- The Washington Times - Tuesday, February 14, 2017

Security concerns spurred by President Trump’s purported use of an unsecured, personal smartphone are raised in a recent letter from two Democratic senators to newly confirmed Defense Secretary James Mattis.

Sens. Tom Carper of Delaware and Claire McCaskill of Missouri have given the Pentagon until March 9 to explain how its security experts are safeguarding Mr. Trump’s smartphone from hackers, according to the contents of a letter dated Feb. 9 but not made public until Monday.

“Did Trump receive a secured, encrypted smartphone for his personal use on or before Jan. 20? If so, is he using it?,” Mr. Carper wrote on Twitter this week. “Trump should be well aware by now of the appropriate and necessary protocol to safeguard our nation’s secrets.”

The senators’ letter to Mr. Mattis, a retired U.S. Marine Corps general, makes note of recent news reports that suggest the president has continued to use an “old, unsecured Android phone” for personal communications despite being given a “secure, encrypted device approved by the U.S. Secret Service” shortly before taking office.

“These reports are very troubling because security risks associated with the use of an unsecured phone include hackers’ ability to access the device to turn on audio recording and camera features, as well as engaging surveillance tools that allow location and other information tracking features,” the senators wrote.

“While it is important for the President to have the ability to communicate electronically, it is equally important that he does so in a manner that is secure and that ensures the preservation of presidential records,” they added.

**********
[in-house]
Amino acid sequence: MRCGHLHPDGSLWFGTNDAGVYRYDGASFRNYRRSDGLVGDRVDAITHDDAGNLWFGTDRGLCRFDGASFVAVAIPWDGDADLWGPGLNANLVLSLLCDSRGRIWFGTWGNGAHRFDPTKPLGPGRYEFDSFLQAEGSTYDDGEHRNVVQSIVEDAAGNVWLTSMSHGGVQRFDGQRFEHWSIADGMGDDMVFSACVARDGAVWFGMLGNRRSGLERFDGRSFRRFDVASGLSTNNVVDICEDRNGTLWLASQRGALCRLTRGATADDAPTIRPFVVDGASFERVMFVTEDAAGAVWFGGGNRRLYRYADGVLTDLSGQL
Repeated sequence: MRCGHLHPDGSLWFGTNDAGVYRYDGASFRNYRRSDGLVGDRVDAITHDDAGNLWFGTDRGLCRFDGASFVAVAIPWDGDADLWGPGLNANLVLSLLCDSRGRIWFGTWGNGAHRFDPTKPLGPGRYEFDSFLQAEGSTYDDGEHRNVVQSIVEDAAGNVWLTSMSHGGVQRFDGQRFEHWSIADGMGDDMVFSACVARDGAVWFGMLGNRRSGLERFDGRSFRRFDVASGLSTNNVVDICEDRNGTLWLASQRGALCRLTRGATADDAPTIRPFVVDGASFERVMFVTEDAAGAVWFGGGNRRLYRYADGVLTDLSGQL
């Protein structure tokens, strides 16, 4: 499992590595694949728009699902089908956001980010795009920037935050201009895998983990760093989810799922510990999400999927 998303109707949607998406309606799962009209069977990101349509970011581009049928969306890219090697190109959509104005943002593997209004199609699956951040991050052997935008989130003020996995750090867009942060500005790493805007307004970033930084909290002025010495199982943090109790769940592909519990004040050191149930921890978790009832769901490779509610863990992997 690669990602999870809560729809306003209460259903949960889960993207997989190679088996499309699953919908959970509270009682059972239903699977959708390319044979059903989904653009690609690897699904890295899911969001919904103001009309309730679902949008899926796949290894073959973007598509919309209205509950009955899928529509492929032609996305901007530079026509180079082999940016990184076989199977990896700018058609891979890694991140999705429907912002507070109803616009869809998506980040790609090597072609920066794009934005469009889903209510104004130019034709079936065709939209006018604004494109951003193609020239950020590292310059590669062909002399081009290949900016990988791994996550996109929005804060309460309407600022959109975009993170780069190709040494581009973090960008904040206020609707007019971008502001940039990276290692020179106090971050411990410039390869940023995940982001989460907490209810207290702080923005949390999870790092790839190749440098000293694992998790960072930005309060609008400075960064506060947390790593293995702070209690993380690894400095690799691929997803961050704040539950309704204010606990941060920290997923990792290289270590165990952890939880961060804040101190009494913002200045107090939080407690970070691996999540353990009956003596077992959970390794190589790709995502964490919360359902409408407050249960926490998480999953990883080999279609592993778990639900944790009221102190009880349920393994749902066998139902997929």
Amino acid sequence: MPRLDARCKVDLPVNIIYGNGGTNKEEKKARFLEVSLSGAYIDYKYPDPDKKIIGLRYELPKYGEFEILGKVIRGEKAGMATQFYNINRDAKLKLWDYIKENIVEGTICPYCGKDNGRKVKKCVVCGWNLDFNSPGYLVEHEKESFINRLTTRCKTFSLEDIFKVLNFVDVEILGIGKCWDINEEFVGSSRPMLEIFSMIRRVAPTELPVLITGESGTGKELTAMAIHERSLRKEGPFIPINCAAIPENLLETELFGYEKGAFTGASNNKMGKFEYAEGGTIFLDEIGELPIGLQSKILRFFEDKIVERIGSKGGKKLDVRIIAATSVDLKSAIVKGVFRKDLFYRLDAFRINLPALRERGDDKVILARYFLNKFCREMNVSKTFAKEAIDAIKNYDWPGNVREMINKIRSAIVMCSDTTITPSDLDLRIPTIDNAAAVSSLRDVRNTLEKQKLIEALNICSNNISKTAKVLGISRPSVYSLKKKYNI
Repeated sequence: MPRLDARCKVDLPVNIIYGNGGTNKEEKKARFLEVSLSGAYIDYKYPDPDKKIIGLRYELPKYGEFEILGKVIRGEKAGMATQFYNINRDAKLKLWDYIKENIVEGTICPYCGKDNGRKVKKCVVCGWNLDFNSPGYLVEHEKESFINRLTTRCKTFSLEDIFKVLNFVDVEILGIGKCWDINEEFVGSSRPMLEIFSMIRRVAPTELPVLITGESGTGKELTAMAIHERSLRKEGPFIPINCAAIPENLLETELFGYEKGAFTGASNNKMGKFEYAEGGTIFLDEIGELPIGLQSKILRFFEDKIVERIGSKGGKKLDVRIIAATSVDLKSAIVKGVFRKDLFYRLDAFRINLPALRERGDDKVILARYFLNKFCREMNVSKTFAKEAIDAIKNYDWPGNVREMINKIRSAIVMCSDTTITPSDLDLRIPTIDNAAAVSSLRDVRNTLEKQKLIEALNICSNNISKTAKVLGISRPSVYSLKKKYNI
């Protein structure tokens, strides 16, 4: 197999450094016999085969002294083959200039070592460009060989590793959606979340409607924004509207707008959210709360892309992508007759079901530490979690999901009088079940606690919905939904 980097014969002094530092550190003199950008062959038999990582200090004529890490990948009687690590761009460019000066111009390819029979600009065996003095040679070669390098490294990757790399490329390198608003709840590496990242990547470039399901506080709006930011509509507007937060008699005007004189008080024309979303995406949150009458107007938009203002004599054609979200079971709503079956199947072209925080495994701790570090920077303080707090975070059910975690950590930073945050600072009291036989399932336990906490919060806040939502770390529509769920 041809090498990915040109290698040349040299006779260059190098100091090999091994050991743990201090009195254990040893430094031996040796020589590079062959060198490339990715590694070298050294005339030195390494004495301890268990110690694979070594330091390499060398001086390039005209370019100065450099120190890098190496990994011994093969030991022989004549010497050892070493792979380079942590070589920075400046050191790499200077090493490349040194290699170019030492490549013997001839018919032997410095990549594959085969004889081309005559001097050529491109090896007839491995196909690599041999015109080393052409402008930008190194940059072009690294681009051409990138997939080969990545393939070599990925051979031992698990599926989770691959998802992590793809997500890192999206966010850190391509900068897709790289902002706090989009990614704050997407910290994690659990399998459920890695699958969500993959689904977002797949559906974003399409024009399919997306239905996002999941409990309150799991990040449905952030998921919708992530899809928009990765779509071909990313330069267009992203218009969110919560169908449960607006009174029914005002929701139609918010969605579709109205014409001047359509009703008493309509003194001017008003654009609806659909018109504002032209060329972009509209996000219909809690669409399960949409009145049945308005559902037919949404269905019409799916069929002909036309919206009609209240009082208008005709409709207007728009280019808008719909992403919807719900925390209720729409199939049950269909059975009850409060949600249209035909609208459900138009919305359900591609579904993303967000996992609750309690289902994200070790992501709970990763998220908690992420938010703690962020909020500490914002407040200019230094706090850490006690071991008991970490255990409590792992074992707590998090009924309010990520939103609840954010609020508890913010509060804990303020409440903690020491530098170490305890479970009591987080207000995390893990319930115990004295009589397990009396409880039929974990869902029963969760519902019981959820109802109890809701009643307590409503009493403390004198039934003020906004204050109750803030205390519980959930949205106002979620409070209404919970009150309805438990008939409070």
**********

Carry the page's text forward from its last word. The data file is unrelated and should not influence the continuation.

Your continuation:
Specifically the senators asked the Pentagon to confirm whether Mr. Trump was given a secure, encrypted smartphone for personal use, as well as what type of device he’s used since taking office last month. Additionally they’ve requested details on the precise steps it plans to take to ensure the president’s personal smartphone remains secure, as well as any intra-agency conversations that took place during the course of developing those measures.

Furthermore, the senators asked Mr. Mattis to explain if the Pentagon consulted with the National Archives and Records Administration “to ensure that all security measures allow for the preservation of any presidential records created through President Trump’s use of the device, in compliance with the Presidential Records Act.”

“The National Archives and Records Administration considers President Trump’s tweets to be records that must be adequately documented, preserved, and maintained for historic purposes, as required by the Presidential Records Act,” their letter states.

As noted by CNN, however, at least a half-dozen tweets sent from the president’s @realDonaldTrump account since taking office were later deleted without explanation.

Publicly available Twitter data suggest an Android device was used Tuesday morning when the president’s account account posted: “The real story here is why are there so many illegal leaks coming out of Washington? Will these leaks be happening as I deal on N.Korea etc?”

Twitter data indicates an Apple iPhone was used Monday evening, meanwhile, when the account posted a congratulatory tweet to newly confirmed Veteran Affairs Secretary Dr. David Shulkin.

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